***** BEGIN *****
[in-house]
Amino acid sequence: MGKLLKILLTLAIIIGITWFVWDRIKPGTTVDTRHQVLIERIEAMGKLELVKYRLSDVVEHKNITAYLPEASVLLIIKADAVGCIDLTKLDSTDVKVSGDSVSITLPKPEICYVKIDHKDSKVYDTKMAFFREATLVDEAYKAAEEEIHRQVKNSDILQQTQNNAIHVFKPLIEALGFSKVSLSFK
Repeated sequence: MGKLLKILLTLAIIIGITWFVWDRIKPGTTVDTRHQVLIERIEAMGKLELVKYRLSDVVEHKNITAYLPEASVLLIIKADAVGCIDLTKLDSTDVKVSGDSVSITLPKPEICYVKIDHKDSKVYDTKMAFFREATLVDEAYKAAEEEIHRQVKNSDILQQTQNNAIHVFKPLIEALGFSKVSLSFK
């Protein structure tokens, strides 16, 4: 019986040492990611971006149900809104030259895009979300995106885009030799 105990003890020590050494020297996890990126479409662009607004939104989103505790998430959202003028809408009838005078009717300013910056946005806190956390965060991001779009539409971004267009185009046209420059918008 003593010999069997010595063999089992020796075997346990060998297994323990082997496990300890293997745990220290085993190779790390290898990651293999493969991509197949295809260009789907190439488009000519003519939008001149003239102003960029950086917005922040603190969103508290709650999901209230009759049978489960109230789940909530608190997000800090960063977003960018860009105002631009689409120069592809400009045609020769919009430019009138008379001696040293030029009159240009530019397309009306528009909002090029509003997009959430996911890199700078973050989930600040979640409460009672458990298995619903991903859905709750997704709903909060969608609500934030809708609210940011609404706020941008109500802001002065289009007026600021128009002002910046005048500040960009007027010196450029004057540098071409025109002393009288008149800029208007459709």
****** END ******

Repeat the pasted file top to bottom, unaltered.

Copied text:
[in-house]
Amino acid sequence: MGKLLKILLTLAIIIGITWFVWDRIKPGTTVDTRHQVLIERIEAMGKLELVKYRLSDVVEHKNITAYLPEASVLLIIKADAVGCIDLTKLDSTDVKVSGDSVSITLPKPEICYVKIDHKDSKVYDTKMAFFREATLVDEAYKAAEEEIHRQVKNSDILQQTQNNAIHVFKPLIEALGFSKVSLSFK
Repeated sequence: MGKLLKILLTLAIIIGITWFVWDRIKPGTTVDTRHQVLIERIEAMGKLELVKYRLSDVVEHKNITAYLPEASVLLIIKADAVGCIDLTKLDSTDVKVSGDSVSITLPKPEICYVKIDHKDSKVYDTKMAFFREATLVDEAYKAAEEEIHRQVKNSDILQQTQNNAIHVFKPLIEALGFSKVSLSFK
């Protein structure tokens, strides 16, 4: 019986040492990611971006149900809104030259895009979300995106885009030799 105990003890020590050494020297996890990126479409662009607004939104989103505790998430959202003028809408009838005078009717300013910056946005806190956390965060991001779009539409971004267009185009046209420059918008 003593010999069997010595063999089992020796075997346990060998297994323990082997496990300890293997745990220290085993190779790390290898990651293999493969991509197949295809260009789907190439488009000519003519939008001149003239102003960029950086917005922040603190969103508290709650999901209230009759049978489960109230789940909530608190997000800090960063977003960018860009105002631009689409120069592809400009045609020769919009430019009138008379001696040293030029009159240009530019397309009306528009909002090029509003997009959430996911890199700078973050989930600040979640409460009672458990298995619903991903859905709750997704709903909060969608609500934030809708609210940011609404706020941008109500802001002065289009007026600021128009002002910046005048500040960009007027010196450029004057540098071409025109002393009288008149800029208007459709």